Speedlink is a German brand that has been manufacturing peripherals for PCs, consoles and mobile devices since 1998. With a pretty solid value for money due to the production in Asia, many specialized products are manufactured. Thus, a wide portfolio is offered for office, gaming and consoles. In this case, we have wireless in-ear headphones for mobile gaming for review here: The Speedlink Vivas LED.
|Frequency response||20 Hz – 20 kHz|
|Impedance headphones||32 Ohm|
|charging cable||USB-C, 25 cm|
|Battery||charging case 500 mAh, headphones 50 mAh|
|Dimensions Charging Case||74 x 62 x 35 mm|
|Total weight||65 g|
|Weather / dust protection||IP54|
|Price||€ 49.99 *|
Packaging and scope of delivery
- Stable packaging
- Expected scope of delivery
The Speedlink Vivas LED gaming headphones come in a sturdy, compact cardboard box. Inside are the headphone charging box with the headphones placed inside, replacement ear pads for larger and smaller ears, and a USB-C charging cable. Also, of course, the manual. As with many newer devices, a power supply is not included. It can be assumed anyway that most people have sufficient USB power adapters available these days. After all, these have been included with many cell phones and other devices for years. Unpacked, the Speedlink Vivas LED test can start.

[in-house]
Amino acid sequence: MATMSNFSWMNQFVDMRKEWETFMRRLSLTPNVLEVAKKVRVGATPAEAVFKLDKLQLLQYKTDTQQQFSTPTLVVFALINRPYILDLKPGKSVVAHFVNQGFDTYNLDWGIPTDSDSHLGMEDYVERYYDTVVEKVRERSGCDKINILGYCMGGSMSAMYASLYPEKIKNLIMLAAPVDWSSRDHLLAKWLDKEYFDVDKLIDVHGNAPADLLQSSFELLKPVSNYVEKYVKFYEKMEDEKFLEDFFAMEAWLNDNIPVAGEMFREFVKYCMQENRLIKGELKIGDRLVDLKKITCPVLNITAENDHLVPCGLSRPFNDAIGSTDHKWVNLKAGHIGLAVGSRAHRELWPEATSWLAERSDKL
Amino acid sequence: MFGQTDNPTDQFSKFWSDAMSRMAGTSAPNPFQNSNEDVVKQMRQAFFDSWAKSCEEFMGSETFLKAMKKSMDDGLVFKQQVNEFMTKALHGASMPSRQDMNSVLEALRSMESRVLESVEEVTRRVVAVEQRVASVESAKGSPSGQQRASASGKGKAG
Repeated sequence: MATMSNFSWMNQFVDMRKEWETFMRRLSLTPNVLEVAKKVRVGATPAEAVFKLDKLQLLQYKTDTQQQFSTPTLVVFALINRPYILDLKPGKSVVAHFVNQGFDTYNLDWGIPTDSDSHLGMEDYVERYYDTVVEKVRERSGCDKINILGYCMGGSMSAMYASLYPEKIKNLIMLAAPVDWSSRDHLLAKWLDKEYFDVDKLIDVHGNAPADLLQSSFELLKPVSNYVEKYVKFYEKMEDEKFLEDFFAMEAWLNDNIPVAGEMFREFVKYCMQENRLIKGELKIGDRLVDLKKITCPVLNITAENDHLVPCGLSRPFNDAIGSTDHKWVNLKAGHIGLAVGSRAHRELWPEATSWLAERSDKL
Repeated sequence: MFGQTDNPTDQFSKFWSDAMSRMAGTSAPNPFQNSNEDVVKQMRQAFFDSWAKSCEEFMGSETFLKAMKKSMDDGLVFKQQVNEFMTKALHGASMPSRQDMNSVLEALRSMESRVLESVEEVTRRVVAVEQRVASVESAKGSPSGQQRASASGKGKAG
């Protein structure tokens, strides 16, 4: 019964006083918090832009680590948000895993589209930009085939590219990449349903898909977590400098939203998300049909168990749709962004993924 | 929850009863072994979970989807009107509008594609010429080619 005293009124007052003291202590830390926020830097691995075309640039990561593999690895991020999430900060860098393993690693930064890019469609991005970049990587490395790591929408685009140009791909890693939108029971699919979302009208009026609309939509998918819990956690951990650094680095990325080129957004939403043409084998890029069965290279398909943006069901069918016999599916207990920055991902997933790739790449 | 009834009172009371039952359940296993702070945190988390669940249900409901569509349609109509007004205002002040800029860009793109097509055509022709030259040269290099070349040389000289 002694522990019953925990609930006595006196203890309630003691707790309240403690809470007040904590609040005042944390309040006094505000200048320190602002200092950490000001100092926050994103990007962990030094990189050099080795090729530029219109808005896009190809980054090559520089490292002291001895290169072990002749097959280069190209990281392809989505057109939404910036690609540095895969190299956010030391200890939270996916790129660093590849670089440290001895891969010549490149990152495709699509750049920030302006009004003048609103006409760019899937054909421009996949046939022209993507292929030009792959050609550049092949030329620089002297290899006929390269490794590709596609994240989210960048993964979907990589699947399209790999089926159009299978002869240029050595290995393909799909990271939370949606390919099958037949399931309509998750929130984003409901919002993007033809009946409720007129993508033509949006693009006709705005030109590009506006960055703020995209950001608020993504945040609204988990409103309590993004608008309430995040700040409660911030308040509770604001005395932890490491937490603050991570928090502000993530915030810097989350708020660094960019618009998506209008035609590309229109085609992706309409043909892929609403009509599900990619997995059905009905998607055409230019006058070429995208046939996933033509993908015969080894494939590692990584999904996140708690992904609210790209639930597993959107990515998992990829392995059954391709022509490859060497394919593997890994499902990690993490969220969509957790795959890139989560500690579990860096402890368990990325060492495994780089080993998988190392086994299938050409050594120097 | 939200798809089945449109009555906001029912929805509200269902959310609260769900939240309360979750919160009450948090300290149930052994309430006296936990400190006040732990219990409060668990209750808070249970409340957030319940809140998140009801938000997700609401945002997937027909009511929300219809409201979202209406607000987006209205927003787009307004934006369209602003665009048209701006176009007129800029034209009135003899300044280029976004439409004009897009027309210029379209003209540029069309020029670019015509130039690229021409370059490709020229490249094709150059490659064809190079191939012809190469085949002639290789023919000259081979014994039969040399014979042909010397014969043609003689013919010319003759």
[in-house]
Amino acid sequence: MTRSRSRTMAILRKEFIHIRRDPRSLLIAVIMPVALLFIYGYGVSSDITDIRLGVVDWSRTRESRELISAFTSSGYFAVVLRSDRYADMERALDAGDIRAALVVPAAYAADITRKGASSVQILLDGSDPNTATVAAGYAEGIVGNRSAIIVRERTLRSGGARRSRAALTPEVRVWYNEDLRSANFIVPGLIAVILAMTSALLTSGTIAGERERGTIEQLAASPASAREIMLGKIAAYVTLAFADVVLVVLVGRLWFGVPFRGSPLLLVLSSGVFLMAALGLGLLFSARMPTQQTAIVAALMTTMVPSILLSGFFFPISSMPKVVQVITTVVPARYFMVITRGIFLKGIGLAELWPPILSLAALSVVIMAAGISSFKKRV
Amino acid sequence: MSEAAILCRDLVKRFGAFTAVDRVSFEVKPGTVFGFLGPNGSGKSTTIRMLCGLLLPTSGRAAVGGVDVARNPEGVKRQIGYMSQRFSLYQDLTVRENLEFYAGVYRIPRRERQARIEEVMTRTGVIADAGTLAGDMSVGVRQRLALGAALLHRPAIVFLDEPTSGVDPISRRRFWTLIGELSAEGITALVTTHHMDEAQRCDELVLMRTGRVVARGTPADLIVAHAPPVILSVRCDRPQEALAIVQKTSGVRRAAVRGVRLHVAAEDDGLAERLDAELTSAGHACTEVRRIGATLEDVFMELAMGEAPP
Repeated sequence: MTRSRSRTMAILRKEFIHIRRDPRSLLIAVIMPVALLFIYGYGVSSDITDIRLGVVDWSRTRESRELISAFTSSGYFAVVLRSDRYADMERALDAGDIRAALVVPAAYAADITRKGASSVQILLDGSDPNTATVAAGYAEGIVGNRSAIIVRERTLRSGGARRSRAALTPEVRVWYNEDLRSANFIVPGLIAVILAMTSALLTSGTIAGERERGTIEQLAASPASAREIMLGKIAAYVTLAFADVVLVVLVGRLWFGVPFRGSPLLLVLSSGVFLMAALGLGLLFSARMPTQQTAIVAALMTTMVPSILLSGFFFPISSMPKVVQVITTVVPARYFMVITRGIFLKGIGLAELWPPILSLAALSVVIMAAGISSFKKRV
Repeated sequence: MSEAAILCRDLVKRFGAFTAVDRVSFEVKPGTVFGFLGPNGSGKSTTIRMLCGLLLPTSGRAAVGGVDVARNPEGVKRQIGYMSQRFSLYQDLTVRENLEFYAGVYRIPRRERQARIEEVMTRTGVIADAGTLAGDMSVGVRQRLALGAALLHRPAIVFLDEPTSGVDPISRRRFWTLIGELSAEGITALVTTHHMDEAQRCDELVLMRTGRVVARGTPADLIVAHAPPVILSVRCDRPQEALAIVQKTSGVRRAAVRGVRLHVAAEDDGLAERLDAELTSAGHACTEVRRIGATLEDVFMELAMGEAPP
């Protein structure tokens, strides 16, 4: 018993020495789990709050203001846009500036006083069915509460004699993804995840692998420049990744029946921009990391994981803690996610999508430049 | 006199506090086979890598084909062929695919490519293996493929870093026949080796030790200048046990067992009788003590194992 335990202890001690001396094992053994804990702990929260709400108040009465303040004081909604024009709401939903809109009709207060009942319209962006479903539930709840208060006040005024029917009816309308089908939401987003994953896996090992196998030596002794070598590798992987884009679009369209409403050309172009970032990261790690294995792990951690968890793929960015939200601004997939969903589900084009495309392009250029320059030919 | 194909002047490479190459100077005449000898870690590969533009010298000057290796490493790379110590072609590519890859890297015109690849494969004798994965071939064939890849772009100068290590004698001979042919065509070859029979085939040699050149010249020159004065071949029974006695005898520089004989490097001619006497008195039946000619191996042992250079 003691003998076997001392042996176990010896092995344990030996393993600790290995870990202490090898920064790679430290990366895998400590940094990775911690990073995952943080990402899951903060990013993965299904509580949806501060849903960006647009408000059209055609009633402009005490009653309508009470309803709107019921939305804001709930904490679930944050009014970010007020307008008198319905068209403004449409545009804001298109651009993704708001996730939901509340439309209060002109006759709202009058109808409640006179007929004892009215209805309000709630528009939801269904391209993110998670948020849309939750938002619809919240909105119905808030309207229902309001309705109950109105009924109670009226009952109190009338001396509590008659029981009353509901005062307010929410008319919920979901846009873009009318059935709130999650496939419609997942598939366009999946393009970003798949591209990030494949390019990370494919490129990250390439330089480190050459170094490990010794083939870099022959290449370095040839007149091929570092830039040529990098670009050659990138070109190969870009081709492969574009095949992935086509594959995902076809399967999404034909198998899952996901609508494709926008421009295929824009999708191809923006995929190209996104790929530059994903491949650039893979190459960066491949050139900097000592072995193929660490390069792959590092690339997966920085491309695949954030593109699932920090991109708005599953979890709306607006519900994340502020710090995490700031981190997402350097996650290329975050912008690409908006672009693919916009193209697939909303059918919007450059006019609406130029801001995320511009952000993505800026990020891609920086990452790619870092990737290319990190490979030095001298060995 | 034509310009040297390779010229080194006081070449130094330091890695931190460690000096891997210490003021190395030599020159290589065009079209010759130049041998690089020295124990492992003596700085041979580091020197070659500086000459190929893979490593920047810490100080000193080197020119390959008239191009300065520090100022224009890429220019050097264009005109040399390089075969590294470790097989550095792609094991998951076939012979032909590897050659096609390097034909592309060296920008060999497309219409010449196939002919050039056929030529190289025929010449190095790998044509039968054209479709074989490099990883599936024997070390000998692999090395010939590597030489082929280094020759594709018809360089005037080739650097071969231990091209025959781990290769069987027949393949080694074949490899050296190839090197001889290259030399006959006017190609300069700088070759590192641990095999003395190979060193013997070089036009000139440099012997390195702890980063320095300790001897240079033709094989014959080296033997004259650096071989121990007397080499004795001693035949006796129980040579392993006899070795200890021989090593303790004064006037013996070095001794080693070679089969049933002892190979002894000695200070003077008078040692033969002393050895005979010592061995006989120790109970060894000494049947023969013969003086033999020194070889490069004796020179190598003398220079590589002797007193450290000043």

Looks and build quality
- Decent workmanship
- Unique appearance due to the lighting
The charging box of the Speedlink Vivas LED is neatly finished and looks like a good protection for the headphones, but it is bigger than the one of the version without LEDs. The top looks good in metallic blue, but is so slick that it’s hard to avoid fingerprints on it. Opening the box is a bit difficult, as the hand cannot find a firm holding point on the lid, and the indentation underneath is very small. If you open the lid, you have to admit: It’s an experience! The inside of the box starts to glow blue. A small protective strip must now be removed from the headphones to protect the charging contacts. If you now put the headphones back into the box – they click magnetically securely into position – they also start to glow while charging. This does look cool, but there’s something to keep in mind. Once you’re wearing the headphones, you can’t see them yourself, which makes the lighting particularly appealing to those around you. This is somewhat noticeable and does not suit every occasion. The workmanship of the headphones seems solid.
Setting up and getting started
- Simple setup
- Removable earpieces
Before testing, we first charged the Speedlink Vivas LED for a while. We also connected the charging case with the USB cable for charging. Because this box has a built-in battery that can charge the headphones several times when they are stored in it between uses. Once they are charged, you can try out which earpieces fit you best. Factory fitted are the medium sized ones, which should fit most people on average, but there is also a smaller pair and a larger pair. When trying them on, note that the headphones are labeled L and R for left and right. Once you’re ready, you connect the headphones via Bluetooth. Primarily, of course, this is suitable for mobile use without the cables and due to the general Bluetooth capability of current smartphones. However, it is also possible to use the Speedlink Vivas LED on a computer, as long as it supports Bluetooth.